Friday, September 17, 2010

Earthquake vs. Evolution

This sort of thing (HT) is actually quite a challenge to evolution. Imagine what a species has to go through to select for earthquake detection: either most individuals that can't detect earthquakes have to die, or else the detectors have to breed disproportionately. With the reliability these toads display, the faculty would have to be selected for extremely strongly - earthquakes massacring toads over and over or somehow causing a huge offspring disparity over several generations.

Both are problematic. Toads are small, thus light and can take to the water. An earthquake doesn't have much purchase on particular individuals. Their response to the quake actually takes them away from spawning, so I have a hard time imagining the earthquake-dodging toads breed a great deal more.

Secondly, every generation without an earthquake is going to damage to earthquake-detecting genes. Genetic drift will reliably erode them. Except for places with very frequent shocks like the San Andreas fault, the ability should die out long before it is put to use.

What all this adds up to is that toads are dodging earthquakes without ever having been selected to dodge earthquakes.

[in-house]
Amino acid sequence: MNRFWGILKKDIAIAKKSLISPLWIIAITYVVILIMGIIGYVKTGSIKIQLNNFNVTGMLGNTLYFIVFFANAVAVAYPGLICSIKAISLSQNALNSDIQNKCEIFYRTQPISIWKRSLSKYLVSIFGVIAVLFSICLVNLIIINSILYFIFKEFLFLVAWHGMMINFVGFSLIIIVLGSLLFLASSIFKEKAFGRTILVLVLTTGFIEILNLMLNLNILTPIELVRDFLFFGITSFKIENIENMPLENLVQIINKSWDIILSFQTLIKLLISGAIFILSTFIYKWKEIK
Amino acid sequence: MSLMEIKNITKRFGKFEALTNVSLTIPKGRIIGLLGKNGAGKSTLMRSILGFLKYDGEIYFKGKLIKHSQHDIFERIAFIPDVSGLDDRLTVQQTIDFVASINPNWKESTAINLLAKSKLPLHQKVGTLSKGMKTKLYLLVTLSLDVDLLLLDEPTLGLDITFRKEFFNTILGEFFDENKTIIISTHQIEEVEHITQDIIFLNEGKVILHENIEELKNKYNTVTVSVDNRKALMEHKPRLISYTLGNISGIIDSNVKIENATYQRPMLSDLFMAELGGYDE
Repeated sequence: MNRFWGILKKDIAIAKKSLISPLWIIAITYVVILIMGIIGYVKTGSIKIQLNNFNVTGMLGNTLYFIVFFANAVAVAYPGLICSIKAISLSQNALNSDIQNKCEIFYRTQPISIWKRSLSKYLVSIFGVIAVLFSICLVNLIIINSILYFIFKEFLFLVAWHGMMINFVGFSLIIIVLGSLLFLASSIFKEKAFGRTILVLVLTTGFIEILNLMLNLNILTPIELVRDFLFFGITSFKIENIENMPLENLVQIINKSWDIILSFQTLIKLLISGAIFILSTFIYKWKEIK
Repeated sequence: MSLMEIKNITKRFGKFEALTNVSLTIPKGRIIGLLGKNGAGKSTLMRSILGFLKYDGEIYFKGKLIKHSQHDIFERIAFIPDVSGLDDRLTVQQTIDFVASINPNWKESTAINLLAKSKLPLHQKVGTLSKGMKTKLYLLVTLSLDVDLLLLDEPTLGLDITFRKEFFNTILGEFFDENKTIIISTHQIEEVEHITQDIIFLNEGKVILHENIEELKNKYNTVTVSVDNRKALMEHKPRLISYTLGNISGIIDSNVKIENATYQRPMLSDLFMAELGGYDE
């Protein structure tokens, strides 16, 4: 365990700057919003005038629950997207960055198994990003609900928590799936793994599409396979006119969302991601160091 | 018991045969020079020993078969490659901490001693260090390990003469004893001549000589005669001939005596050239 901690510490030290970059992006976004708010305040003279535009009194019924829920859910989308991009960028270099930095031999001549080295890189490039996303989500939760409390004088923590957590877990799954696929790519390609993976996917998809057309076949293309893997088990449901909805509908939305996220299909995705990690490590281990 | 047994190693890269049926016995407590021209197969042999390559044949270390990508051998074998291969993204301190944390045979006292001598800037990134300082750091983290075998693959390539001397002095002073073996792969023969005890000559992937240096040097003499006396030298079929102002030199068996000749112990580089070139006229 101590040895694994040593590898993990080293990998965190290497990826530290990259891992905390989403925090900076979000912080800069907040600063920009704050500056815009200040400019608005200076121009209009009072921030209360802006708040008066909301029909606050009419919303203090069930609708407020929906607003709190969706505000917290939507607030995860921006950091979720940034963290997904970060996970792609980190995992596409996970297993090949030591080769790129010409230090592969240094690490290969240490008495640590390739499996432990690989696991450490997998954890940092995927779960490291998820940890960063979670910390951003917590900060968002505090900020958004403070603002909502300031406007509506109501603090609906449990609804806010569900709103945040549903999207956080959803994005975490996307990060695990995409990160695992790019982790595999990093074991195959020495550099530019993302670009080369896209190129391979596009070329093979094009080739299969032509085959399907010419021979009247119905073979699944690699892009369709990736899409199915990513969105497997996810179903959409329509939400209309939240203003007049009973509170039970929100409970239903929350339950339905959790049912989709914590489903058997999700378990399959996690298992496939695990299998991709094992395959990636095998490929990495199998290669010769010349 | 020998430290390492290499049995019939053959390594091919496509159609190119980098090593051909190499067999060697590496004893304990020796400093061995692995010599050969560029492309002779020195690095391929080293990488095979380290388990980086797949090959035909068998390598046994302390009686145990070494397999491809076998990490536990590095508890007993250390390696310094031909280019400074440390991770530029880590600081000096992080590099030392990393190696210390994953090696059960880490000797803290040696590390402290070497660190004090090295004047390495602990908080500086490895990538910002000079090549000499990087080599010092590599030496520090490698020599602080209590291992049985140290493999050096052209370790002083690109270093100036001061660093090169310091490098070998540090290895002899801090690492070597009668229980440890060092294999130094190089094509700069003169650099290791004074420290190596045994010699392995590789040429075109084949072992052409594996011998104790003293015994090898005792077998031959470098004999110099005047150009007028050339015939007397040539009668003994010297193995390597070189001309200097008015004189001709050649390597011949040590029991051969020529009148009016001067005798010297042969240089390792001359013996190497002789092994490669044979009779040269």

A word on anecdotal evidence. It's still evidence. Don't ignore evidence because it's unfashionable.


Kevembuangga said...

This whole post is totally unwarranted, toads neither predict nor dodge earthquakes.
Did you ever read the first comment???

Alrenous said... respect

Look, if you don't respect my ability to think, what's the point in trying to correct it?

Is there anything I can say that can convince you I've seen something you haven't?

Yes, I did read the comments. So how do you explain my position, given that?

Kevembuangga said...

how do you explain my position,

I guess you are a religious mind, "a challenge to evolution", yeah! paranoia about hidden agency, a well known syndrome.

what's the point in trying to correct it

I am not trying to correct anything (it's hopeless), just letting you know that some others (at least me) think your position is bunk.
Religious minded people tend to wallow in their delusions without restraint...

Alrenous said...

Ha! Excuse me while I die laughing.

No, that's not it at all. I'm glad my detector of mutual disrespect is not on the blink.

I am not trying to correct anything (it's hopeless), just letting you know that some others (at least me) think your position is bunk.